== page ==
Free EMR Newsletter Want to receive the latest news on EMR, Meaningful Use, ARRA and Healthcare IT sent straight to your email? Join thousands of healthcare pros who subscribe to EMR and EHR for FREE!

90% of Doctors Expect to Have EHR Within 3 Years per USA Today

Posted on November 30, 2011 I Written By

John Lynn is the Founder of the HealthcareScene.com blog network which currently consists of 10 blogs containing over 8000 articles with John having written over 4000 of the articles himself. These EMR and Healthcare IT related articles have been viewed over 16 million times. John also manages Healthcare IT Central and Healthcare IT Today, the leading career Health IT job board and blog. John is co-founder of InfluentialNetworks.com and Physia.com. John is highly involved in social media, and in addition to his blogs can also be found on Twitter: @techguy and @ehrandhit and LinkedIn.

@ElinoreBoeke – Elinore Boeke
90% of surveyed doctors expect to have EHRs within three years usat.ly/tSgBNG #HealthIT #EHR via @USATODAY

The survey also sets EHR adoption at 46% and quotes someone saying there are 1000 EHR software vendors out there. Well, I think all of those numbers are way off.

First, expect that doctors won’t meet their expectations cause 90% of doctors won’t have EHR within 3 years.

Second, I think we’re closer to 25-30% adoption. 46% probably includes a lot of people who have a PMS, but no real EMR. Maybe they do 1 or 2 small EHR like function.

Third, 1000 EHR software vendors, really? Even if you expand to things like ePrescribing I’d put the number closer to 600. If you take out the partial EHR software companies, I think it’s closer to 300. Granted, there are more and more EHR software coming out each day.

Guest Post: The Case for Modular EHR Over Complete EHR

Posted on I Written By

John Lynn is the Founder of the HealthcareScene.com blog network which currently consists of 10 blogs containing over 8000 articles with John having written over 4000 of the articles himself. These EMR and Healthcare IT related articles have been viewed over 16 million times. John also manages Healthcare IT Central and Healthcare IT Today, the leading career Health IT job board and blog. John is co-founder of InfluentialNetworks.com and Physia.com. John is highly involved in social media, and in addition to his blogs can also be found on Twitter: @techguy and @ehrandhit and LinkedIn.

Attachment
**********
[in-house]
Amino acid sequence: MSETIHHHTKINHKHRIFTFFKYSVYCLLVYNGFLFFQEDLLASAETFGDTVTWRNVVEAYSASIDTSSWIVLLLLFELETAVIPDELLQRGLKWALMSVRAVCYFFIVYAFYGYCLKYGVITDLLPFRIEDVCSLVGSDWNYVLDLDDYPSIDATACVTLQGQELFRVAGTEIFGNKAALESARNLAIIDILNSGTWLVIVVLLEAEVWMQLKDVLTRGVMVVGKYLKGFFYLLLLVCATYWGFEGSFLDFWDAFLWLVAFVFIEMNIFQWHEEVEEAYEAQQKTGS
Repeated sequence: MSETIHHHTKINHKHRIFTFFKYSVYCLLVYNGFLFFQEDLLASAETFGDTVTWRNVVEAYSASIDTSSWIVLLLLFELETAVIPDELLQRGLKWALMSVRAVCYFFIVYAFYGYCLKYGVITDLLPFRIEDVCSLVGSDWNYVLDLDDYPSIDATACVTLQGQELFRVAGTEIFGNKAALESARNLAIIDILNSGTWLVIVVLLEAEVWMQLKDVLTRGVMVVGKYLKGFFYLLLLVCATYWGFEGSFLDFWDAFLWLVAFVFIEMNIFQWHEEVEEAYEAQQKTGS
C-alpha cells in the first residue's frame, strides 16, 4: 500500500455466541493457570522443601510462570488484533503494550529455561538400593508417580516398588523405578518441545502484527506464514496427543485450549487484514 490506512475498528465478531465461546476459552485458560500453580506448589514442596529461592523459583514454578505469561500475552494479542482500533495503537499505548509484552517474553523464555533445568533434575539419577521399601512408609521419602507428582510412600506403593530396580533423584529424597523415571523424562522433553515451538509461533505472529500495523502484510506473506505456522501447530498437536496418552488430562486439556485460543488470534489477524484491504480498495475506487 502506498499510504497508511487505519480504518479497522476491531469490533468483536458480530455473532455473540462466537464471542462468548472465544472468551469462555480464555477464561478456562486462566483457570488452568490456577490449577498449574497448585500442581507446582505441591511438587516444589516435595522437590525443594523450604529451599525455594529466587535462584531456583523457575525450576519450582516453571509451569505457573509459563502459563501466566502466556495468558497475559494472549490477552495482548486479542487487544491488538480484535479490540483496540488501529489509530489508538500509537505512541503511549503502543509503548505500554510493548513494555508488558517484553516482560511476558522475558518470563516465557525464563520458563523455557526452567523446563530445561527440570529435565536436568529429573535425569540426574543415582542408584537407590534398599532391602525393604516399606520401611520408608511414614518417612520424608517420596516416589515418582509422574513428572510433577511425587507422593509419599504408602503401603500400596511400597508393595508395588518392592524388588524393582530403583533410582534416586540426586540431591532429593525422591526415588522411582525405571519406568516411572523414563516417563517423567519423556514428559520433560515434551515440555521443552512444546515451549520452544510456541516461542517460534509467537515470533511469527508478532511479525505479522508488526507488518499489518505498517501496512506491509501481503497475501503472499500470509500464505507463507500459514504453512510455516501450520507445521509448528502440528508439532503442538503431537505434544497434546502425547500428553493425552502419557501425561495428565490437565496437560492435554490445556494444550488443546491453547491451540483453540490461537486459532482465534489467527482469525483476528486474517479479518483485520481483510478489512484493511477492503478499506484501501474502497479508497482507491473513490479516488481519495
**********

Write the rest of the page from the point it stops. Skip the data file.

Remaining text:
Dr. Sullivan is a practicing cardiologist who joined DrFirst in 2004, just after completing his term as President of the Massachusetts Medical Society. He is known throughout the healthcare industry as the father of the Continuity of Care Record (“CCR”) and a leader on the future of healthcare technology. He is assisting DrFirst in ensuring that Rcopia continues to add the functionality necessary to maintain its leadership position both in electronic prescribing and in the channel of communication between various sectors of the healthcare community and the physician. Dr. Sullivan is active in organized medical groups at the state and national level, and is both a delegate to the AMA and the Chairperson of their Council on Medical Service as well as past Co-Chair of the Physicians EHR Consortium.

The buzz surrounding Electronic Health Records (EHR) is nothing short of constant.  The daunting task of selection, purchase and implementation is quite confusing, technical, and expensive, with many physicians, clinics and health systems uncertain of their needs and questioning how the technology is going to impact the way they practice medicine and their bottom line. It’s all about workflow and productivity.

More recently, Providers are faced with the intimidating task of deciding which kind of system to install. There are all inclusive systems, often referred to as fully paperless or standard EHRs and there are so called a la carte systems known as modular EHRs.

The Case for Modular

Modular EHR systems allow providers to take a stepping stone approach to health IT clinical documentation and order writing, by choosing the tools and functions which make the most sense in their practices and clinics; improving specialized workflow and efficiency.  Going the modular route can gradually ease the provider and the office staff into a more paperless environment without having to make a full and often-times difficult transition to a fully paperless workspace.

There is need for caution however. The sheer volume of modules available can make selecting appropriate ones an overwhelming task.  Not only do clinicians need to be wary of which modules they are choosing, but also what functions have been certified by an authorized organization.

By combining specific modular systems, it can become “qualified,” making the user eligible for the monetary reimbursements set forth by Title IV of the American Recovery and Reinvestment Act of 2009 (ARRA).

At DrFirst, our Rcopia-MUTM has taken all of the guess work out of this process and is a completely certified Modular EHR that physicians can implement and start earning incentive money directly out-of-the-box.